“Zero Dark Thirty,” an Academy Award-nominated film, shows the insidious, abusive treatment of prisoners at the hands of a CIA agent and her colleagues who are engaged in the hunt for Osama bin Laden.
The movie may have led to the glorified presumption that information attained through torture is what directly led to the finding of bin Laden. The notion that torture was effective has been denied by top officials including soon-to-be-retiring Secretary of Defense Leon Panetta, former CIA Director Michael Hayden, acting CIA Director Michael Morell and multiple senators, including John McCain, who said, “It was not torture, or cruel, inhuman, and degrading treatment of detainees that got us the major leads that ultimately enabled our intelligence community to find Osama bin Laden.”
This is why the government must be transparent about its past use of torture and release the report to the public. In a world where Hollywood, the media and even the government are spewing fiction about the realities of torture, Americans deserve to know the truth.
Sister Benita Coffey belongs to the Benedictine Sisters of Chicago and is a member of the Illinois Coalition Against Torture, which is part of the National Religious Campaign Against Torture.
This piece originally appeared in The Chicago Tribune on February 13, 2013.
With about 700 people in attendance, our February 1 Panel on Empire, Colonialism, and Torture with Oliver Stone was a great success. Thanks to all of those who came out and supported ICAT and the Puerto Rican Cultural Center! Make sure to check out Oliver Stone’s Untold History of the United States on Showtime and The Untold History of the United States book co-authored by Oliver Stone and Peter Kuznick. Below are photos from the event.
ICAT was one of the co-sponsors of a January 11 action at Federal Plaza in downtown Chicago calling for closure of the Guantanamo detention camp. On the 11th anniversary of the opening of Guantanamo in 2002, and four years after President Obama issued an executive order to close Guantanamo, 166 men still languish in captivity there.
Guantanamo should be closed and all the people detained must either be charged and fairly tried or released. The United States government has admitted that 86 the 166 men currently held at Guantanamo are cleared for release and that many of them were students, humanitarian aid workers, missionaries, or economic migrants just caught in the wrong place at the wrong time—often rounded up for the substantial bounty payments (averaging $5,000 a head) that were paid by the US military for supposed al-Qaeda and Taliban suspects. The names of the 55 known men cleared for release were read aloud at the protest.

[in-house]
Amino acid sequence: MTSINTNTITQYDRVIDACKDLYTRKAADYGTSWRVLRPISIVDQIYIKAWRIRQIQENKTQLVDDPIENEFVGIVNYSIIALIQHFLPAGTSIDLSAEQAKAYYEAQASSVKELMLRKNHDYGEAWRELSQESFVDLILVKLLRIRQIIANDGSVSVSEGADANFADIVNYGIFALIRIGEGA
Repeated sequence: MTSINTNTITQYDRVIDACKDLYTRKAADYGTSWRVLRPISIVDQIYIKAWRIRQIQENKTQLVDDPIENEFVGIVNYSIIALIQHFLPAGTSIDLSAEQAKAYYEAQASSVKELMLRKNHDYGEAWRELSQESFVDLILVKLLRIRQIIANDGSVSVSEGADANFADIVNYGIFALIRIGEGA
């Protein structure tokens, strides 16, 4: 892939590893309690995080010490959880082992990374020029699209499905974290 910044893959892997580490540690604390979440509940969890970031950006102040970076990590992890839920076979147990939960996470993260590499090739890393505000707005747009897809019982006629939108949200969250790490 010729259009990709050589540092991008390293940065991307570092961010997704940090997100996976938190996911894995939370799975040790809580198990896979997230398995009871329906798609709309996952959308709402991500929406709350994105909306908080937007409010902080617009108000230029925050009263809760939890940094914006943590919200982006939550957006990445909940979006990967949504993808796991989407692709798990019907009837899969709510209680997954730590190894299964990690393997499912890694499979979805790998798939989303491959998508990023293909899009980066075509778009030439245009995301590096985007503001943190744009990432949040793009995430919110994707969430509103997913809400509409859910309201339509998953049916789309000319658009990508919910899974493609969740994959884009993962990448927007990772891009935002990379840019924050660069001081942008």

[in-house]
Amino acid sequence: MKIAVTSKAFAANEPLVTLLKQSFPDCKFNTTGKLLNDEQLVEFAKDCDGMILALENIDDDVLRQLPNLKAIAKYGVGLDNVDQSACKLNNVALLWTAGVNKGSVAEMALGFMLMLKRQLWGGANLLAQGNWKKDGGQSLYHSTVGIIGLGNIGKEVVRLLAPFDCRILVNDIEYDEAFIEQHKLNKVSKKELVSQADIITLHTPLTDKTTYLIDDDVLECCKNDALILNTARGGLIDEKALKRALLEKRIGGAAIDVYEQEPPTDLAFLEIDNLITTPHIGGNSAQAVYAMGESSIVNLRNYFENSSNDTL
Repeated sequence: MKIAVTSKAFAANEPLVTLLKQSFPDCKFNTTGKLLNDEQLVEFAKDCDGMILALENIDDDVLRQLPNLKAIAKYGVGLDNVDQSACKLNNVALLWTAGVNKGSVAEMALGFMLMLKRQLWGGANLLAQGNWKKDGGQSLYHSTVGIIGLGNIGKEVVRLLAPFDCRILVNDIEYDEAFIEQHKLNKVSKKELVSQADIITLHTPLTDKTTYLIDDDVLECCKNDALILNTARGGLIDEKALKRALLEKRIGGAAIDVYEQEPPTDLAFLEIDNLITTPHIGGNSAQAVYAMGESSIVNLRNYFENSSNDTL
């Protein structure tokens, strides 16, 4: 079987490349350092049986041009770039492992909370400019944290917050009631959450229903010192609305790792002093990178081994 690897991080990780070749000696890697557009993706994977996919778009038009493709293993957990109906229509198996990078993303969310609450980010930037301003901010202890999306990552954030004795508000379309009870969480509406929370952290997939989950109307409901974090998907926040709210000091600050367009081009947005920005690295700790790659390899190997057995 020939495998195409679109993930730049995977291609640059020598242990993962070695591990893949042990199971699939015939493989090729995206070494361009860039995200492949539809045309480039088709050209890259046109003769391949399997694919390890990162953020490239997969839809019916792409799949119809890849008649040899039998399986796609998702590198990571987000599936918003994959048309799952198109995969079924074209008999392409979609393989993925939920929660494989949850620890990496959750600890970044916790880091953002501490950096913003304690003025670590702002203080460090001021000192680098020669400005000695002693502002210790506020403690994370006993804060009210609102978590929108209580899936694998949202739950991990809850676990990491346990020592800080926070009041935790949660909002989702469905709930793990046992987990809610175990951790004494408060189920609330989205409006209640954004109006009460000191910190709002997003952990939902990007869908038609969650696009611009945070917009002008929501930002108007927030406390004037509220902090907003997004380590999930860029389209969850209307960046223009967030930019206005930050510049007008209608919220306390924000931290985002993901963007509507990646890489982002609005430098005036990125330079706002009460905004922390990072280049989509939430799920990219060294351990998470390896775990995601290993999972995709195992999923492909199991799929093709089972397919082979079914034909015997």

Lines of protesters wearing the orange jumpsuits and black hoods that have become the widely recognized trademark of U.S. repression engaged in a procession through downtown Chicago. Our route terminated at the River East 21 Theater, where the controversial feature film Zero Dark Thirty had premiered in Chicago. By most accounts, Zero Dark Thirty suggests torture is a “necessary evil” to protect Americans against terrorism. We countered that it is immoral, illegal, and serves only to contributes to more terror.
Other groups participating in the Chicago event included Chicago World Can’t Wait, Christian Peacemaker Teams, Amnesty International, Voices for Creative Nonviolence, 8th Day Center for Justice, Wellington United Church of Christ, Gay Liberation Network, Tamms Year Ten, Chicago Committee Against Political Repression and Northwest Indiana Veterans for Peace.
Christian Peacemaker Teams made this great two-minute video of the action.
Here are some photos (click to enlarge). Photo credits to FJJ.
You can watch the entire press conference at http://blip.tv/cantv/press-conference-11-years-of-guantanamo-shut-it-down-now-6499663.